Tightening of monetary policy stance is expected to support greater economic stability In consideration of the current and expected macroeconomic developments as highlighted above, the Monetary Board decided to rollback some extraordinary support provided to the economy at the onset of the COVID-19 pandemic.

Accordingly, with effect from 19 August 2021, the Board decided to increase the policy interest rates, i.e., the Standing Deposit Facility Rate (SDFR) and the Standing Lending Facility Rate (SLFR), of the Central Bank by 50 basis points each, to 5.00 per cent and 6.00 per cent, respectively. This would also result in the Bank Rate, which is linked to the SLFR with a margin of +300 basis points, automatically adjusting to 9.00 per cent.

In order to induce a faster response of the market to these adjustments, the Monetary Board also decided to increase the Statutory Reserve Ratio (SRR) applicable on all rupee deposit liabilities of licensed commercial banks (LCBs) by 2.0 percentage points to 4.00 per cent, with effect from the reserve maintenance period commencing on 01 September 2021.

The Board expects these monetary policy decisions to iron out the prevailing imbalances in the domestic financial markets and the external sector of the economy, while preempting the buildup of any excessive inflationary pressures over the medium term, thereby supporting greater macroeconomic stability.

The upward adjustments in market interest rates and the expected liquidity deficit in the domestic money market would also help the economy to absorb the large amount of currency held by the public observed since the onset of the pandemic in early 2020. The Central Bank will continue to monitor domestic and global macroeconomic and financial market developments and take appropriate measures to ensure that the economy reverts to its potential, while maintaining inflation in the targeted 4-6 per cent range under its flexible inflation targeting framework.

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Sri Lanka power outages from falling trees worsened by unfilled vacancies: CEB union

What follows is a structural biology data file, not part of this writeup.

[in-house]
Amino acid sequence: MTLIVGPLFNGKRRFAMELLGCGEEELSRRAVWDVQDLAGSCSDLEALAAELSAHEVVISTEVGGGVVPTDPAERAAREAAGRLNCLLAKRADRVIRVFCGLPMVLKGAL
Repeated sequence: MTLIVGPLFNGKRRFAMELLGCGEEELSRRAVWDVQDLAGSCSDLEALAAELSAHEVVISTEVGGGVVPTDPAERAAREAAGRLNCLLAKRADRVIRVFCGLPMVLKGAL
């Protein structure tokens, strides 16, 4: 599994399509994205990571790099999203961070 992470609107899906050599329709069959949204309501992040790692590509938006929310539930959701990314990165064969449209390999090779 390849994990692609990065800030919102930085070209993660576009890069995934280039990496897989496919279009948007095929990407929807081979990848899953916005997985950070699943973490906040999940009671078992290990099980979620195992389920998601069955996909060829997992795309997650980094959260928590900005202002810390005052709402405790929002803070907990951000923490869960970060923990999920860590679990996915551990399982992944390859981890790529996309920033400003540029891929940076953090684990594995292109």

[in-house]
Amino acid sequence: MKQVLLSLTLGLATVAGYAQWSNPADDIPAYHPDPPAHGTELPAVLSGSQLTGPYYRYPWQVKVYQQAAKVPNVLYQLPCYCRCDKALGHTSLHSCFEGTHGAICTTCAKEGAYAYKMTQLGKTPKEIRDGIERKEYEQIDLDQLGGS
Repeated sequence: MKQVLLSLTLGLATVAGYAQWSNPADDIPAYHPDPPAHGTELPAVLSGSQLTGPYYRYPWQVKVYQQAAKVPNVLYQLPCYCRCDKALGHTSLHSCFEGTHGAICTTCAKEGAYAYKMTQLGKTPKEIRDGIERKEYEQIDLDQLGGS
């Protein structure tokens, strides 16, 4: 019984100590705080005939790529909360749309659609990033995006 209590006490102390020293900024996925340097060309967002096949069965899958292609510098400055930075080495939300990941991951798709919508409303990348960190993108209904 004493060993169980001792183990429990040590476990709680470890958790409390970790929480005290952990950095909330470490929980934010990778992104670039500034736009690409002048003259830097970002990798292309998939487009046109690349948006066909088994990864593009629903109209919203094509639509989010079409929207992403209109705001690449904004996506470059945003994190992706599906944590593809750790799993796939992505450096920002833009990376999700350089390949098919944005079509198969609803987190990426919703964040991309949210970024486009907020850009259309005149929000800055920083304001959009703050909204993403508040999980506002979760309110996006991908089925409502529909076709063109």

HEAVY WINDS: Heavy rains and gusting winds have brought down trees on many location in Sri Lanka.

ECONOMYNEXT – Sri Lanka’s power grid has been hit by 300,000 outages as heavy winds brought down trees, restoring supply has been delayed by unfilled vacancies of breakdown staff, a union statement said.

Despite electricity being declared an essential service, vacancies have not been filled, the CEB Engineers Union said.

“In this already challenging situation, the Acting General Manager of CEB issued a circular on May 21, 2024, abolishing several essential service positions, including the Maintenance Electrical Engineer in the Area Engineer Offices, Construction Units, and Distribution Maintenance Units,” the Union said.

“This decision, made without any scientific basis, significantly reduces our capacity to provide adequate services to the public during this emergency.

“On behalf of all the staff of CEB, we express our deep regret for the inconvenience caused to our valued customers.”

High winds had rains have brought down trees across power lines and transformers, the statement said.

In the past few day over 300,000 power outages have been reported nationwide, with some areas experiencing over 30,000 outages within an hour.

“Our limited technical staff at the Ceylon Electricity Board (CEB) are making extraordinary efforts to restore power as quickly as possible,” the union said.

“We deeply regret that due to the high volume of calls, there are times when we are unable to respond to all customer inquiries.

“We kindly ask consumers to support our restoration teams and to report any fallen live electrical wires or devices to the Electricity Board immediately without attempting to handle them.

The union said there were not enough workers to restore power quickly when such a large volume of breakdowns happens.

“We want to clarify that the additional groups mentioned by the minister have not yet been received by the CEB,” the union said.

“Despite the government’s designation of electricity as an essential service, neither the government, the minister in charge, nor the CEB board of directors have taken adequate steps to fill the relevant vacancies or retain current employees.

“We believe they should be held directly responsible for the delays in addressing the power outages due to the shortage of staff.”

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Melco’s Nuwa hotel to open in Sri Lanka in mid-2025

ECONOMYNEXT – A Nuwa branded hotel run by Melco Resorts and Entertainment linked to their gaming operation in Colombo will open in mid 2025, its Sri Lanka partner John Keells Holdings said.

The group’s integrated resort is being re-branded as a ‘City of Dreams’, a brand of Melco.

The resort will have a 687-room Cinnamon Life hotel and the Nuwa hotel described as “ultra-high end”.